Apart from his time at boarding school and in the army Vaughan lived all his life within a small area of North London, never more than a mile or two from his childhood home in West Hampstead. After the War he shared a flat for 6 years with John Minton in leafy St. John's Wood, moving to nearby Belsize Park in 1952, to the flat where he lived until his death in 1977. A number of pictures from the late 1940s through the 1950s are based on the dignified urban landscape of his part of London, this being one of the most striking and richly coloured. Here he has exploited the disorganised interplay of light and shadow one experiences in partly demolished buildings to produce a strongly formal image, with walls and windows seemingly floating in space, and involving a degree of abstraction unusual at this stage in his career. We see him here breaking away from the neo-romantic linearity he had imbibed during the 1940s from Blake and Palmer, and more directly from his mentor Graham Sutherland (see lots 64-65), and becoming more interested in engaging with the modelling of three-dimensional forms on the two-dimensional picture surface. In this he reflects his life-long enthusiasm for Cézanne and his Cubist legacy.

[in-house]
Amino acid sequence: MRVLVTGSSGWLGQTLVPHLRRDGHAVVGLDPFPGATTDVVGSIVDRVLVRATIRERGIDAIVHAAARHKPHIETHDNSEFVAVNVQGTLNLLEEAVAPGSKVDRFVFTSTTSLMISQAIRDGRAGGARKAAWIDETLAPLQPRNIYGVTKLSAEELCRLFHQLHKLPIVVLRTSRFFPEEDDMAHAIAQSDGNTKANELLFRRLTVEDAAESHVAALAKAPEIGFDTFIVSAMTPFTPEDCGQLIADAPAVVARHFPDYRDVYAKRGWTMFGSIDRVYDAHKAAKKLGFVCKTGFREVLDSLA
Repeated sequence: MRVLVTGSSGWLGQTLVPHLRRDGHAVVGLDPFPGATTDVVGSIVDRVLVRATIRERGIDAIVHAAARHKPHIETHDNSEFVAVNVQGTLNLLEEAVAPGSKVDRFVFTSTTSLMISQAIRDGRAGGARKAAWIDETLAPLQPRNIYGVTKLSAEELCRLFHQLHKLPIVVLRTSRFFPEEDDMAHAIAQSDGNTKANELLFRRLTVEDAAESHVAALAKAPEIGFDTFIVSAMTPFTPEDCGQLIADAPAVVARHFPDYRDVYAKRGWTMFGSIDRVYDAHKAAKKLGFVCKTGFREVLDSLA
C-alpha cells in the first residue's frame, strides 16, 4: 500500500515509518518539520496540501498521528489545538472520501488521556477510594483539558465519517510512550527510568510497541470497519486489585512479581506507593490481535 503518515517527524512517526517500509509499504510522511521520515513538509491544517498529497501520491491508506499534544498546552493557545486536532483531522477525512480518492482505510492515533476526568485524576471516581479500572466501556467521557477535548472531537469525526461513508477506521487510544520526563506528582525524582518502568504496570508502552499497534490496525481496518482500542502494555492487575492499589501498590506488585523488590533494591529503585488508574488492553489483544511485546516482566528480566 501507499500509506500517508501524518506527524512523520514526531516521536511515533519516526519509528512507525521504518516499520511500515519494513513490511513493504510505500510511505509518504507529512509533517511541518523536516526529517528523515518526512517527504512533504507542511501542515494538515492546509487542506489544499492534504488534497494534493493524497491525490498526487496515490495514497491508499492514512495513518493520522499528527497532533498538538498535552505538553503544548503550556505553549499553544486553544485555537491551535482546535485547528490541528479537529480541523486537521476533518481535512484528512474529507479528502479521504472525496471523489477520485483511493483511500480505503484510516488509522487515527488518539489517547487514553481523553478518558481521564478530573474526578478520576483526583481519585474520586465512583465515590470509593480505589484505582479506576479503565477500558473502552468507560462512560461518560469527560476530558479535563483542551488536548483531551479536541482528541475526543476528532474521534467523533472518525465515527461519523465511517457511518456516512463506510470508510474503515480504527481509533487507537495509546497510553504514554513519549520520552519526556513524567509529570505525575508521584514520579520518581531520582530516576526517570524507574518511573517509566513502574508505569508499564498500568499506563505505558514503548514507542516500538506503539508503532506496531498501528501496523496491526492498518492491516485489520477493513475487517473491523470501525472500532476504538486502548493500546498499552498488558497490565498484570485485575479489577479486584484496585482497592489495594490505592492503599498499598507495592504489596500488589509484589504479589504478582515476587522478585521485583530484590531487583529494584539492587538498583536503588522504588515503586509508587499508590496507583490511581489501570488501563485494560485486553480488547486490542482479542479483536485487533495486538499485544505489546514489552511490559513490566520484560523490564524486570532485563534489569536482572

There is a related small oil from 1955 with the slightly changed title of Demolished Houses, St.John's Wood.